You can read from other reviews what this book is about so I am not really going to comment on that. Very well written and all, the only thing that could've worked out better is the actual "behavior" of the characters and the things they do. I.E. The fact that the authority figure from each race would meekly submit after so many centuries of fixed hatred and opinions is pushing a little. But even more than that, the concept of means and end is little backwards.
The author seems to think that peace can be won from total destruction of concentration of power that oppose them, not to mention innocent slaughtered for this same peace. I understand fantasy is beyond this world, but since they're about humans, the author should at least follow the same value system we have present in our current world. Learn from our own history to know that what he is proposing won't work (i.e. Germany after the end of World War I).
But this disagreement is just on an opinion, and not on the quality of writing.
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Format: Mass Market Paperback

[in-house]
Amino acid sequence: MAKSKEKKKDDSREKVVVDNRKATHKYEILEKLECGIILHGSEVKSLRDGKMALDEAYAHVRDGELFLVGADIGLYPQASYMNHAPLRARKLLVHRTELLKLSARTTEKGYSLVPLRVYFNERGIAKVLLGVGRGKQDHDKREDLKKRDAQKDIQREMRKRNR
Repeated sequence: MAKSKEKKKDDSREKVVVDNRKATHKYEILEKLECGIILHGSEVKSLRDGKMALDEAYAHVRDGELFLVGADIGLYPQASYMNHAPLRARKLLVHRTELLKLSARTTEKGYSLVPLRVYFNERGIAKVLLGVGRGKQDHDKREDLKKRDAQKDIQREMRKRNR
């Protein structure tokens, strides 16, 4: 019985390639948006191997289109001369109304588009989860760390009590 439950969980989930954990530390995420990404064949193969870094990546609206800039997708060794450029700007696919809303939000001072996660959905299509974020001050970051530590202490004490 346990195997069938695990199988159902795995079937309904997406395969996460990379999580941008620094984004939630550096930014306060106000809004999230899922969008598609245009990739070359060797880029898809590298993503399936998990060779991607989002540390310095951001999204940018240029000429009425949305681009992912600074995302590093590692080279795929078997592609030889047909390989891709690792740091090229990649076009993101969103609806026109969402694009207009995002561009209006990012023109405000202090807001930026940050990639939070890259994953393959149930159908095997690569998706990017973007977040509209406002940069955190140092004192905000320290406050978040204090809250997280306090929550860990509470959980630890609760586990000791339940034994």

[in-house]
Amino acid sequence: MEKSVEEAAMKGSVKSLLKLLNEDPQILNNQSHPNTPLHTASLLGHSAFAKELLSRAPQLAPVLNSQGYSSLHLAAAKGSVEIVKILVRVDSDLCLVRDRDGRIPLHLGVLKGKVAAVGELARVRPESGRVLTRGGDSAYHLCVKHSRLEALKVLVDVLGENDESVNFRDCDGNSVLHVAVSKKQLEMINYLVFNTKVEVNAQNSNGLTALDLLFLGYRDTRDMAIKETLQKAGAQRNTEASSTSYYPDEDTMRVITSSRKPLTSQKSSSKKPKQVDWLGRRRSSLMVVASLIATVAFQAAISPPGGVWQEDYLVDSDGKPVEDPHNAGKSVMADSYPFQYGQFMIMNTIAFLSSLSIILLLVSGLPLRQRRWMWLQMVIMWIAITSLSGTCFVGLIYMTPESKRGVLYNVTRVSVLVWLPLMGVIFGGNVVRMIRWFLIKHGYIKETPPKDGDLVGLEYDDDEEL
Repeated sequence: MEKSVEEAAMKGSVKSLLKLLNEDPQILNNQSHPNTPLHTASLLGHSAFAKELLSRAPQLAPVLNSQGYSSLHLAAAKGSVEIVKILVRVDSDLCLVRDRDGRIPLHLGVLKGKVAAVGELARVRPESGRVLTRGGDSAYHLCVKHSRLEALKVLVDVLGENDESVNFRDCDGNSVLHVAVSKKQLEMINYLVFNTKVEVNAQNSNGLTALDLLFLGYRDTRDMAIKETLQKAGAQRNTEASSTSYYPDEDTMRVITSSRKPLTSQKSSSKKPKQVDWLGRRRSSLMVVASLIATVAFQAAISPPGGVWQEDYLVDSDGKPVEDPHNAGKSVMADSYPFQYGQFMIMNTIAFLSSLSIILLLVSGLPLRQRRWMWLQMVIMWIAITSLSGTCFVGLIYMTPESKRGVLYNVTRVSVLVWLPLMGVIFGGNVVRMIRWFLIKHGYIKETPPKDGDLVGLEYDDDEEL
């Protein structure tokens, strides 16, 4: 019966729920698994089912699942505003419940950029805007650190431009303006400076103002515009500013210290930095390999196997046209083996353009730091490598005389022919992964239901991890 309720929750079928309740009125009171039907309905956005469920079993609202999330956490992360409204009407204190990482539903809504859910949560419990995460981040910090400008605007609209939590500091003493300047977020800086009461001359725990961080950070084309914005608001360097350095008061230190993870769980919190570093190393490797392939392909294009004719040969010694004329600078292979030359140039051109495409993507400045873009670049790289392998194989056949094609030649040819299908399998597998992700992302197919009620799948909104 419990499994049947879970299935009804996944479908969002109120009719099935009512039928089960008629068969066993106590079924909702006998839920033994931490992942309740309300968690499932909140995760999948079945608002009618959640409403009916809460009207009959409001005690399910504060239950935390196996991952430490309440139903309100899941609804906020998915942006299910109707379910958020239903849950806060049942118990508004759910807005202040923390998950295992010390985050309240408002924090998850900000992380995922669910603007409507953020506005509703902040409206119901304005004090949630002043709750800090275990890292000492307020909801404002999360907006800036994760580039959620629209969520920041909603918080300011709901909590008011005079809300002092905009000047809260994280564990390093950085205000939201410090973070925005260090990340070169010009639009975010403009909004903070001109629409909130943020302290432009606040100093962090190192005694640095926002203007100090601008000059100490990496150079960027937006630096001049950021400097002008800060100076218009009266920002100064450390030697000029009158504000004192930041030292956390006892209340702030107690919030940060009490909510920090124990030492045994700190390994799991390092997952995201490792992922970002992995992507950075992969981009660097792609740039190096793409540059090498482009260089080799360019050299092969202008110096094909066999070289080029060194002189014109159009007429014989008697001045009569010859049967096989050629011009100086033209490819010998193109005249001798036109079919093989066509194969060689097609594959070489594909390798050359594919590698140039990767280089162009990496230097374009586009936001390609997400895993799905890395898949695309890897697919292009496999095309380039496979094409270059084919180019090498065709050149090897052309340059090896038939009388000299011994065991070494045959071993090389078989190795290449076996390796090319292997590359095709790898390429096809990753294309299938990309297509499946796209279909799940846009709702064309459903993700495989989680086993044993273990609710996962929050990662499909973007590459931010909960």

Recently the fantasy bug, that comes and goes, has bitten me again. Not wanting to make the commitment to a series, I picked up Lords of the Sky. All in all I was very pleased. As has been stated by nearly every other reviewer, Lords of the Sky, by Angus Wells, is very well written. That is to say the writing style flows well, is colorful, poetic and romantic. The characters - Daviot the Storyteller, Rwan the Mage, Urt the "changed" servant turned leader and Tezdal, the warrior (male, female, male, male, respectively) - are immediately appealing, interesting and identifiable. The reader gets to know them quickly and intimately. Things are explained well and not just taken as is. You feel for these people and their rich chronicles. It has every aspect and characteristic of a great fantasy epic except for one key element; It's only one book. A long book (650 pages), but one book. If one is going to spend so many, many pages establishing characters and histories - in an engaging and exciting way, mind you - than one should spend at least a decent amount of time bringing all of these pieces to closure. At the end of the book there is a lot of telling about what happens and a less amount of showing what happens. Wells spends the last 15% of the book closing the first 85%, and it ended up being a little, just a little, rushed. Still, all questions are answered. No loose ends. It has all the potential of a Stephen Donaldson or a Robert Jordan series. In defense of Angus Wells, he did mention in his closing notes that the book was originally longer and that his editor had him chop it up a good amount. Perhaps she should have let him keep it the length he wanted to write it. Also there was a jolting change of point-of-view segue right in the middle of the book.Read more ›